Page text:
Welcome to June! That means we are one month closer to Christmas, which makes me pretty excited at the same time as being terrified about the passing of time, just like everybody else. So in my rather feeble attempt to read 30 books by the end of this year, I have been making my way through a variety of fiction and non-fiction, albeit rather slowly. Luckily we have just had queen’s birthday in New Zealand so I was able to finish off a book, as well as devote some time to getting better at crochet (it’s an exciting life I lead, obviously).
Here is the next instalment of mini-reviews for what I have read over the last few months (you can read about the first five over here).
1. The Girl on the Train by Paula Hawkins
This thriller was one I had wanted to read for ages, and once I picked it up it was highly unlikely that it would be put down. Written from the point of view of the three main female characters (all of which are rather flawed and unlikeable) who live separate lives which are becoming increasingly tangled. The stories were set at slightly different time points and so this had the potential to get confusing, but thanks to simple yet gripping writing the suspense never lost me. Fast paced, mysterious and unsettling, this was an awesome book for the people watcher in me who likes to come up with ridiculously farfetched back stories for random people. This is often compared to Gone Girl, and it is similar in some respects, the character development was just as fascinating as more and more is revealed about our narrators. I enjoyed this immensely, even though it wasn’t a very pleasant read at times, and gave a glimpse into lives that others may wish to not be a part of. 5 starts (I love a good thriller)
2. Eleanor & Park by Rainbow Rowell
Another rather excellent book to start off this post, Eleanor & Park is a young adult romance (a la John Green style) with two characters who couldn’t seem more different, and yet fall for each other. What has the potential to be just another romance novel becomes something stand out for me. The 80s setting, the engaging characters and their imperfections, the amazing dialogue from each of them (another split narration, letting you see into both sides of this relationship). This was a beautiful book, one of those where I would reread certain passages, just to soak up the depth in their words. There was so much emotion, and anyone who remembers their first love (that one that made you whole and then broke you in two) will relate to the intensity that Rainbow Rowell has captured so incredibly well. Another easy 5 stars, I couldn’t give it anything less.
“You saved me life, she tried to tell him. Not forever, not for good. Probably just temporarily. But you saved my life, and now I’m yours. The me that’s me right now is yours. Always.” Eleanor & Park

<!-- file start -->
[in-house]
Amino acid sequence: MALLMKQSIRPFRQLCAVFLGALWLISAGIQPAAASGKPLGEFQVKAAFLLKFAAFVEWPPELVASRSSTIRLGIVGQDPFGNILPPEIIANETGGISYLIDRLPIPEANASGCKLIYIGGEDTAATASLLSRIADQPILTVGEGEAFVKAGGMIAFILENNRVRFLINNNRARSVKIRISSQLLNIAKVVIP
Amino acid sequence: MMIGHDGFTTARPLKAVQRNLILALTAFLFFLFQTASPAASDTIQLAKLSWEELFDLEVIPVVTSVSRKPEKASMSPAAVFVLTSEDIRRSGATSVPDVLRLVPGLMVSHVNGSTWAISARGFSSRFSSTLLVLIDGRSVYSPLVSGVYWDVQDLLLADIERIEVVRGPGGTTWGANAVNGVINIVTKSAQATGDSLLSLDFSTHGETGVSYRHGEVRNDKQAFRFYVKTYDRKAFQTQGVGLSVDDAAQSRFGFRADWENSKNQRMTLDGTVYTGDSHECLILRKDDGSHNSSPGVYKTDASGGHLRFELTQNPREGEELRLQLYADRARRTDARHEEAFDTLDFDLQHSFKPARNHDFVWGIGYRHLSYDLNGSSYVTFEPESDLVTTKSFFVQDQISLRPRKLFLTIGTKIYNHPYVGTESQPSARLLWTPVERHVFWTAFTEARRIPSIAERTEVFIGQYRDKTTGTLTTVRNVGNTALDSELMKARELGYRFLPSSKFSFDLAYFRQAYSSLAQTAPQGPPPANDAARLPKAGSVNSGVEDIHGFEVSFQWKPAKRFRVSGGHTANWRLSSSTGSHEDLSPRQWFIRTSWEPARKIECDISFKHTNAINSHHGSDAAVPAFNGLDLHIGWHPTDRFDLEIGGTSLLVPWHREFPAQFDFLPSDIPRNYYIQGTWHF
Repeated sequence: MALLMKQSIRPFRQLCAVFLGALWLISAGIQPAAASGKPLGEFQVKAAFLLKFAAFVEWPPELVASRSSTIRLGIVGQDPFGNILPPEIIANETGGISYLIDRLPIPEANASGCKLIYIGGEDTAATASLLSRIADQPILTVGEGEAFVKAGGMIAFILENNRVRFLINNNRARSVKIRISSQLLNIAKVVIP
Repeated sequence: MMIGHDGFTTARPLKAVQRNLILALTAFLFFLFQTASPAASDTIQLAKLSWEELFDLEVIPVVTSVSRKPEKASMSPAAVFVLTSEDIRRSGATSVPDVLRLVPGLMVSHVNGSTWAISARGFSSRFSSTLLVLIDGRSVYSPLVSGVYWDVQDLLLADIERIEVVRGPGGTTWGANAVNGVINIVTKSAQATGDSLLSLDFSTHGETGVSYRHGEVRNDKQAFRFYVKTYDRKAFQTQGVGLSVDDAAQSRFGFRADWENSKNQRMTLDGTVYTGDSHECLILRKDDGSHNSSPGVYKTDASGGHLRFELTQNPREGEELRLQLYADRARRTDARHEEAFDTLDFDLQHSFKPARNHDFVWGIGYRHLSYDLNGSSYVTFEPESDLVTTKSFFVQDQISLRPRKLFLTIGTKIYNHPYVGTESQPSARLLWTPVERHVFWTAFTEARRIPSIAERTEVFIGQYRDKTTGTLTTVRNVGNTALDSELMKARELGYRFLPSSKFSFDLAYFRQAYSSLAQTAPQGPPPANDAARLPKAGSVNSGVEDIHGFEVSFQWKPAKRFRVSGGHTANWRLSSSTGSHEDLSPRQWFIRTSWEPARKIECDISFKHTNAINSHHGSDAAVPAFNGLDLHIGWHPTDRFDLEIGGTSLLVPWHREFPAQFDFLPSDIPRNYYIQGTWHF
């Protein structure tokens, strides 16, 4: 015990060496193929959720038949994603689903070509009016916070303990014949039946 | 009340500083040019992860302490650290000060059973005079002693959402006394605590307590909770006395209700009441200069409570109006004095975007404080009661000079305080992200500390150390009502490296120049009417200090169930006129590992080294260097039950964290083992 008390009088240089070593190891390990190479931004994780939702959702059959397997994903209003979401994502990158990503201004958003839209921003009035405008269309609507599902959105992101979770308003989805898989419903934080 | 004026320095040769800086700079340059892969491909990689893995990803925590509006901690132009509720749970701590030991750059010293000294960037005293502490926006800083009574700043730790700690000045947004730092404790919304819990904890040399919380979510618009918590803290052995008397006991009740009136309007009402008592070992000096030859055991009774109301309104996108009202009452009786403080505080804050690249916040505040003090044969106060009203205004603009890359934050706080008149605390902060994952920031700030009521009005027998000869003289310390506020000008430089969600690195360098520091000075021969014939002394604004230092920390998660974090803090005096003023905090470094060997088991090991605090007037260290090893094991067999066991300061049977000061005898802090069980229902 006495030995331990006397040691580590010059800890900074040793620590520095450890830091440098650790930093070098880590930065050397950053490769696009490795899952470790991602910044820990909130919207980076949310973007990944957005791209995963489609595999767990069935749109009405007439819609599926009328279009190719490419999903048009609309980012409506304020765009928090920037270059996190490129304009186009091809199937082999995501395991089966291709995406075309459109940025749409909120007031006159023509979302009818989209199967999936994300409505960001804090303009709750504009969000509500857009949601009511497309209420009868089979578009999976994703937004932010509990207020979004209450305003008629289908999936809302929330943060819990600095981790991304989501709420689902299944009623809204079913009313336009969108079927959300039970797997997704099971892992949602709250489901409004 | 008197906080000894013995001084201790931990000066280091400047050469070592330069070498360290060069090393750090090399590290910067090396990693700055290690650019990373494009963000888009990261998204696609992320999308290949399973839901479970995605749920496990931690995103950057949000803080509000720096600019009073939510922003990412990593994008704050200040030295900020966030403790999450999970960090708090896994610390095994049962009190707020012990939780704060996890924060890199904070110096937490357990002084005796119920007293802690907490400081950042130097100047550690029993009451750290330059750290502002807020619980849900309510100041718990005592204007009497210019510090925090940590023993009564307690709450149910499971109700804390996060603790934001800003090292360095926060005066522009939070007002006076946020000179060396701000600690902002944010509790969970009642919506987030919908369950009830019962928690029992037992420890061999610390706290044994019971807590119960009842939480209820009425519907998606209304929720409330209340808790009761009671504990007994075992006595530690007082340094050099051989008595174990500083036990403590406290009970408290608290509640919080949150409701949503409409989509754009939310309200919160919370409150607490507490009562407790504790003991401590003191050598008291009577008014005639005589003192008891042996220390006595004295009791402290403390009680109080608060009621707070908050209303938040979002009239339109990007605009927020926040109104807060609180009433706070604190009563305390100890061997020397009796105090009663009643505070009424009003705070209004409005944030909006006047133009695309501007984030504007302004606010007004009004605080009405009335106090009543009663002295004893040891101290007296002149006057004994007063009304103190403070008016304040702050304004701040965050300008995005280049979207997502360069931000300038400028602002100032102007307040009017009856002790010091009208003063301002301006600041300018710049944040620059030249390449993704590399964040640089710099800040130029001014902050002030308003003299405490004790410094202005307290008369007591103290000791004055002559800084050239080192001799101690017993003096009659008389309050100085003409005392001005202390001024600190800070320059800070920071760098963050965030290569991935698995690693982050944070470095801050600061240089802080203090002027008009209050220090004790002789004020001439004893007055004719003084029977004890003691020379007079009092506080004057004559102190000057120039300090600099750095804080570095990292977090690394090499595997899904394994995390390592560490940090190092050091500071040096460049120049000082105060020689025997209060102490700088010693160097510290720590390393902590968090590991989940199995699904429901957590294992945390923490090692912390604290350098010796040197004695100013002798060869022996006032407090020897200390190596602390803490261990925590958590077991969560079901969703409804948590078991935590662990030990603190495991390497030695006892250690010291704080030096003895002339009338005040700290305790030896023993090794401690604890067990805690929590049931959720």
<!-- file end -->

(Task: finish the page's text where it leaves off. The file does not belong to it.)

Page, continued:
3. The Biology of Belief by Bruce H Lipton
Just to break up all the fiction, I did venture into reading a book by this New Biology scientist about how it is not our DNA that controls our life but rather the expression of our genes, which he argues is primarily governed by our environment (meaning that our environment has a bigger effect on our body than our DNA). I don’t know how easy this would be to enjoy without some background in science, but in general I found this engaging thanks to Lipton’s enthusiasm for what he has studied. A lot of it was interesting, and the implications thought-provoking, but some of it was also just a little hard to make the logical leap for. 3.5 stars
4. The Little Paris Bookshop by Nina George*
I did a whole review on this book a while ago, but I’ll briefly recap. This story about a book apothecary on the seine, healing a long broken heart, and travelling throughout France captured my heart in the same way France itself did. I am a little biased (I will read anything that will make me feel like I am back in Paris or Provence) but this was easy to read and very easy to enjoy. The characters were likeable, the landscape was indescribable (but George did a good job trying), and the story was engaging. 4 stars.
5. One Summer in Venice by Nicky Pellegrino*
Another book that did a great job of taking me back to this time last year, when it was me getting lost in tiny side streets of Venice, instead of Addolorata, a mother and wife from London who escapes to Venice to find herself and decipher what makes her happy. This book has a sort of Eat, Pray, Love vibe, but I don’t think I engaged with the narrator as much as I should have. The setting was incredible, and the details that went into this along with all of the food descriptions/food porn (which I loved) was amazing. The only set back for me was a plot that at times lost its vitality and overcomplicated itself; and a character who I just didn’t quite connect with. It makes for an ideal holiday read, or just something to escape into for a bit. 3.5 stars
Anything that takes me back to my brief but unforgettable time in Venice is worth a read.
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What have you been reading lately? Let me know if there’s something I should add to my ever-burdened bookshelf.
*These two books were sent to me to read however I was not paid or sponsored for my opinions, and all thoughts are my own.